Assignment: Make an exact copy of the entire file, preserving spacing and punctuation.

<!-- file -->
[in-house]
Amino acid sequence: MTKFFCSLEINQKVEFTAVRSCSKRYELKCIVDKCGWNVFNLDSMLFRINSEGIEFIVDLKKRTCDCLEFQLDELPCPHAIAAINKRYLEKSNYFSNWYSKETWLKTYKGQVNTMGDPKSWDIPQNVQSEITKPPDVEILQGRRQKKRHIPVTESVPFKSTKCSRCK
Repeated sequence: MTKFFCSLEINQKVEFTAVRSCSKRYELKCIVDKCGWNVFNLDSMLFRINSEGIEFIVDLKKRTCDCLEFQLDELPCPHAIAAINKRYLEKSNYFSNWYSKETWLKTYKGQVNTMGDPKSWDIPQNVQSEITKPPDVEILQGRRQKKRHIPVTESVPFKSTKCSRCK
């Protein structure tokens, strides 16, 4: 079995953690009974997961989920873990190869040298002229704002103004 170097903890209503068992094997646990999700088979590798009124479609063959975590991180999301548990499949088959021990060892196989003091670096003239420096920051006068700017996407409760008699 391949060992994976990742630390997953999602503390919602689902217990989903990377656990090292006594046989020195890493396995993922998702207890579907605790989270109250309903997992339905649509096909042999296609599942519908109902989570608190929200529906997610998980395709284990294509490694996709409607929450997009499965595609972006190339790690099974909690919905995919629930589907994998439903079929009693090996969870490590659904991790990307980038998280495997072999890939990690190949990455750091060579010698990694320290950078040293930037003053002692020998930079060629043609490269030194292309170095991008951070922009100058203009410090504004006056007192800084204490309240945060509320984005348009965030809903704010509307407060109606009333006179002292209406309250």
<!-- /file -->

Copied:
[in-house]
Amino acid sequence: MTKFFCSLEINQKVEFTAVRSCSKRYELKCIVDKCGWNVFNLDSMLFRINSEGIEFIVDLKKRTCDCLEFQLDELPCPHAIAAINKRYLEKSNYFSNWYSKETWLKTYKGQVNTMGDPKSWDIPQNVQSEITKPPDVEILQGRRQKKRHIPVTESVPFKSTKCSRCK
Repeated sequence: MTKFFCSLEINQKVEFTAVRSCSKRYELKCIVDKCGWNVFNLDSMLFRINSEGIEFIVDLKKRTCDCLEFQLDELPCPHAIAAINKRYLEKSNYFSNWYSKETWLKTYKGQVNTMGDPKSWDIPQNVQSEITKPPDVEILQGRRQKKRHIPVTESVPFKSTKCSRCK
């Protein structure tokens, strides 16, 4: 079995953690009974997961989920873990190869040298002229704002103004 170097903890209503068992094997646990999700088979590798009124479609063959975590991180999301548990499949088959021990060892196989003091670096003239420096920051006068700017996407409760008699 391949060992994976990742630390997953999602503390919602689902217990989903990377656990090292006594046989020195890493396995993922998702207890579907605790989270109250309903997992339905649509096909042999296609599942519908109902989570608190929200529906997610998980395709284990294509490694996709409607929450997009499965595609972006190339790690099974909690919905995919629930589907994998439903079929009693090996969870490590659904991790990307980038998280495997072999890939990690190949990455750091060579010698990694320290950078040293930037003053002692020998930079060629043609490269030194292309170095991008951070922009100058203009410090504004006056007192800084204490309240945060509320984005348009965030809903704010509307407060109606009333006179002292209406309250």